Danny Boyle on why success is dangerousDirector Danny Boyle talks to The Red Bulletin about the things that help keep him grounded in reality and the major problems that come with success
THE RED BULLETIN: You once said that too much success makes you stupid.
DANNY BOYLE: Success is terrible, and very dangerous. You get waited on hand and foot. Everyone runs around fussing over you. People are pushed aside. These kinds of experiences have an effect on you, it stops your development, so you should try and ignore it as much as you can. It can be difficult, though, because we’re only human. But you need to be aware that nothing much good comes out of it.
Success helps your confidence, and that confidence can be very destructive. If you’re starting a new project, it’s often good to not have that confidence and gradually find it and centre it. You shouldn’t know what you’re doing, that’s part of the journey. There are lots of confident people that make terrible films.
So you prefer failure?
No. Failure is f**king horrible.
The first Trainspotting was extremely successful. How did you deal with this when making the sequel?
I went into it with the same attitude I had with the first film. Irvine Welsh, the author of the book, wrote a sequel relatively quickly after the success of the film, which was Porno. He gave us the rights and we adapted it, but that version just wasn’t good enough at the time so we put the project on ice. We got together again in Edinburgh a couple of years ago – it was me, Irvine, screenwriter John Hodge and the two producers, and we looked at how we could make something a lot more personal. We were like, ‘Let’s not assume this will be great because we’ve done it before.’ We chose to not take a lot of money for the film because of this as well, even though we knew we could ask for a lot of money and get it because of the success of the original. We took the money we always take, which was 20 million dollars, which was below cap.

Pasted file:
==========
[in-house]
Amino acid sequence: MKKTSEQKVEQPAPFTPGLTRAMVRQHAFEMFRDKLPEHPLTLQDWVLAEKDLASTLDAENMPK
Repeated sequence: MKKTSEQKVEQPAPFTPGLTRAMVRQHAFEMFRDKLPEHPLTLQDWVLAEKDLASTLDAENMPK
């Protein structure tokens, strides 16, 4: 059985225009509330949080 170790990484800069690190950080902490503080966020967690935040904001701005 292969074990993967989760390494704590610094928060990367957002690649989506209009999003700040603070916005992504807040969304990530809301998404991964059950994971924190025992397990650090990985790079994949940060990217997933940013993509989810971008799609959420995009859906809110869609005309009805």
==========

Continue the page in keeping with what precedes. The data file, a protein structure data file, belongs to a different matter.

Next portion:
Because people can demand things from you if they give you more money. But below that cap, they generally leave you alone and let you make the film you want to make. Things like that keep your feet on the ground. I made it clear to the actors as well that this wasn’t about getting a big payday, which is what they might have expected from a sequel. We were all paid equally. But if the film is a success, then we all get a bonus based on this.
On the subject of success, are you sure your feet are still on the ground?
Definitely. It helps having kids that are constantly criticising me and reminding me of how old I am, which is a good thing – that helps a lot. I don’t hang around places where people tell me how wonderful I am. Working in Scotland also helps. If you work in Scotland and you try to behave like you’re a success, then they will just destroy you with humour. It’s a working-class thing. If you try to behave like that, you won’t get very far.
Seeing as you see success so critically, is there anything you really regret?
Not in the sense of regretting things that I wish I’d have done. I don’t really think about it. I have made mistakes like every one else. If you call those regrets, then yeah. For example, one of my regrets is not giving Ewan McGregor the main role in The Beach. The way we treated Ewan before The Beach – I didn’t behave very well and I deeply regret that. There’s a side to me that’s very stubborn. You have to have a bit of that in you to be a film director. But we’ve made up since then, more thanks to his generosity than mine. He was very gracious and we’ve gotten on very well since then. It was wonderful making the film with him because I missed him a lot.